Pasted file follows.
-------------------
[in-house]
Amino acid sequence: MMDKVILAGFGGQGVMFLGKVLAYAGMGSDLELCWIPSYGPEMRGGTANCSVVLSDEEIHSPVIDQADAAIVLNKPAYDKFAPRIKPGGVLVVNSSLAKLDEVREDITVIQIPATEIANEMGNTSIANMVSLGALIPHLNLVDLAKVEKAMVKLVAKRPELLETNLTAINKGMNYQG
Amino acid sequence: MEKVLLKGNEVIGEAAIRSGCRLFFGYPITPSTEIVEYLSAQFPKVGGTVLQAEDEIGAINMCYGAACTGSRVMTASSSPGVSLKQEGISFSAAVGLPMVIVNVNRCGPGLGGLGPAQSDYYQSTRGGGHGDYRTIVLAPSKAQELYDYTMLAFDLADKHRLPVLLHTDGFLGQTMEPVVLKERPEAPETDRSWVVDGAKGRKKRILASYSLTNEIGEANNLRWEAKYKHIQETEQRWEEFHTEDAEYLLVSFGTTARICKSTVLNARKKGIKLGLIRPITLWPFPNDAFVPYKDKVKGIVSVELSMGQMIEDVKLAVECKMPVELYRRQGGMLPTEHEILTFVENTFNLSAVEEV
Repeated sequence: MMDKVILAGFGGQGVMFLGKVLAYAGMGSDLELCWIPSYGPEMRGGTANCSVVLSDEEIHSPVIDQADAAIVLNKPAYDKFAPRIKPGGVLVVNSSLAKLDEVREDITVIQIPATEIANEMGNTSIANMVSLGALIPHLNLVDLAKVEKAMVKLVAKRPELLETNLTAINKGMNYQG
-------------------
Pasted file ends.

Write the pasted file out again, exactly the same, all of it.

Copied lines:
[in-house]
Amino acid sequence: MMDKVILAGFGGQGVMFLGKVLAYAGMGSDLELCWIPSYGPEMRGGTANCSVVLSDEEIHSPVIDQADAAIVLNKPAYDKFAPRIKPGGVLVVNSSLAKLDEVREDITVIQIPATEIANEMGNTSIANMVSLGALIPHLNLVDLAKVEKAMVKLVAKRPELLETNLTAINKGMNYQG
Amino acid sequence: MEKVLLKGNEVIGEAAIRSGCRLFFGYPITPSTEIVEYLSAQFPKVGGTVLQAEDEIGAINMCYGAACTGSRVMTASSSPGVSLKQEGISFSAAVGLPMVIVNVNRCGPGLGGLGPAQSDYYQSTRGGGHGDYRTIVLAPSKAQELYDYTMLAFDLADKHRLPVLLHTDGFLGQTMEPVVLKERPEAPETDRSWVVDGAKGRKKRILASYSLTNEIGEANNLRWEAKYKHIQETEQRWEEFHTEDAEYLLVSFGTTARICKSTVLNARKKGIKLGLIRPITLWPFPNDAFVPYKDKVKGIVSVELSMGQMIEDVKLAVECKMPVELYRRQGGMLPTEHEILTFVENTFNLSAVEEV
Repeated sequence: MMDKVILAGFGGQGVMFLGKVLAYAGMGSDLELCWIPSYGPEMRGGTANCSVVLSDEEIHSPVIDQADAAIVLNKPAYDKFAPRIKPGGVLVVNSSLAKLDEVREDITVIQIPATEIANEMGNTSIANMVSLGALIPHLNLVDLAKVEKAMVKLVAKRPELLETNLTAINKGMNYQG